by Phil Phillips - Monday, January 23, 2017
In August, I wrote about the U.S. Fish and Wildlife Service (USFWS) going against state rights in Alaska, taking predator control away from the Alaska Department of Fish and Game on all 77 million acres of National Wildlife Refuge land in the state. On Jan. 13, the State of Alaska filed a lawsuit against outgoing Department of Interior Secretary Sally Jewell and the U.S. Fish and Wildlife and National Park Service leaders to fight the move, and on Jan. 19, SCI followed suit—literally.
The lawsuits are no surprise as the response to USFWS Director Dan Ashe’s Aug. 5 move to establish new regulations was immediate. First, the Obama Administration’s overreach conflicted with Alaska’s constitutional mandate to manage its fish and wildlife resources under the principles of “sustained yield.” Second, stripping away Alaska’s authority to manage its predators meant that wolves, bears and other predators could deplete the prey populations on which Alaska’s most rural residents rely.
In a news release announcing the lawsuit, the State explains that its 47-page complaint filed in the U.S. District Court of Alaska objects to the USFWS pushing aside states’ authority and enabling federal agencies to further restrict fish and game harvests in the future. The USFWS rules, in part, prohibit killing wolves, coyotes and black bears during the denning season and killing brown bears over bait. The USFWS regulations follow the predator-take restrictions put in place by the National Park Service (NPS) for national preserves in November 2015.
According to the USFWS, “We prohibit predator control on refuges in Alaska, unless it is determined necessary to meet refuge purposes; is consistent with federal laws and policy; and is based on sound science in response to a conservation concern. Demands for more wildlife for human harvest cannot be the sole or primary basis for predator control.”
So what message does that last line send to Alaskans who depend on Alaska prey species for sustenance if they can’t manage their predators? Not to mention that In addition, predators, like prey, must be managed to keep the ecosystem in balance.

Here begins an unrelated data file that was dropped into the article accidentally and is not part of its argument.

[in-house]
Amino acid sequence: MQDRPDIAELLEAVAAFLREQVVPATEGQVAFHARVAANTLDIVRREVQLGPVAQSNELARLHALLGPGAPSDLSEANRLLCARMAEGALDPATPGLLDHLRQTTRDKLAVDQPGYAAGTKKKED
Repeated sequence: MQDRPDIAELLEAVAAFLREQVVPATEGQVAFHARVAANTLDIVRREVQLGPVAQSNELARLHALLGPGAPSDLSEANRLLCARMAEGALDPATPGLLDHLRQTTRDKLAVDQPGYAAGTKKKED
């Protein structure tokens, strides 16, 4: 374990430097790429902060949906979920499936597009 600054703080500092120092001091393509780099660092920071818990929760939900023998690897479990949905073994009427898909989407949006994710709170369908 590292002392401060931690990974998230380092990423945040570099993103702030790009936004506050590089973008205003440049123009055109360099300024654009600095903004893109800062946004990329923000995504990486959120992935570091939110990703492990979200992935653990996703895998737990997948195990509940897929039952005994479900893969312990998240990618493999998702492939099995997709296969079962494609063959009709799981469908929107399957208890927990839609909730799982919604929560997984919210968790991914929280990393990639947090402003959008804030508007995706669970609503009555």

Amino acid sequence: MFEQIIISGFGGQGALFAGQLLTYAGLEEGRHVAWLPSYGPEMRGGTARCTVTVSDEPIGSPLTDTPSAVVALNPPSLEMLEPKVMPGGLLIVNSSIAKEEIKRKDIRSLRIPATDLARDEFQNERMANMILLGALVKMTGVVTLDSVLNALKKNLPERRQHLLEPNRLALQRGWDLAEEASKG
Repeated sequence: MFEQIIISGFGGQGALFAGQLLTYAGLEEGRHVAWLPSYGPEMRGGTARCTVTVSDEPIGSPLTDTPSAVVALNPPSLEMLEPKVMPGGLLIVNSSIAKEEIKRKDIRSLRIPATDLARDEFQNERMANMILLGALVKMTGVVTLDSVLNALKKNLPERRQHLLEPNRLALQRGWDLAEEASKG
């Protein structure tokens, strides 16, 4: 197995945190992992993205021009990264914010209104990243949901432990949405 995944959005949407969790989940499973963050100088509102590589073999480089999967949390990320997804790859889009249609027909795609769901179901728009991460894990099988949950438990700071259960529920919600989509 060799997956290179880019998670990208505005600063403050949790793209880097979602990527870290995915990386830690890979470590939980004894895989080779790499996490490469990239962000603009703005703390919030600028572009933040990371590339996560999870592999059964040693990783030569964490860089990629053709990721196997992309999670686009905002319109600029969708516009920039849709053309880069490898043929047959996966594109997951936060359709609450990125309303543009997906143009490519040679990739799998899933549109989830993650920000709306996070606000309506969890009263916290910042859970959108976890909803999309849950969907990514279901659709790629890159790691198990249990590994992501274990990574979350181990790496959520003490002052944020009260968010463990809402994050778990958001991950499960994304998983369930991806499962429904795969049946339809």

“These federal regulations are not about predator control or protecting the state’s wildlife numbers,” said Alaska Attorney General Jahna Lindemuth as reported by the Kenai Peninsula’s Peninsula Clarion on Jan. 18. “These regulations are about the federal government trying to control Alaskans’ way of life and how Alaskans conduct their business. This is contrary to state and federal law.”
Why Your Vote Counts
The USFWS power grab in August marked yet another reason NRA says that exercising your right to vote is so critical. Our collective votes for pro-hunting candidates are what ensure the Alaska Fish and Game (ADFG) and American hunters in general maintain conservation partners in Congress. Both Alaska’s Sen. Lisa Murkowski and Rep. Don Young of the NRA Board immediately spoke out against then-Director Dan Ashe’s move, calling him out for politicizing the issue and praising Wayne Pacelle, head of the anti-hunting extremist group HSUS (Humane Society of the United States) for pushing for the USFWS decision. Whatever happened to America’s long-standing practice of hunters and state and federal wildlife agencies working as a team in the name of common-sense scientific-based management and the future of our renewable wildlife resources?
Fortunately, with Inauguration Day on Jan. 20 behind us, there should be some changes at the U.S. Fish and Wildlife Service. Maybe Alaska and other states will not have to spend revenue defending themselves against the federal government when it comes to wildlife issues.
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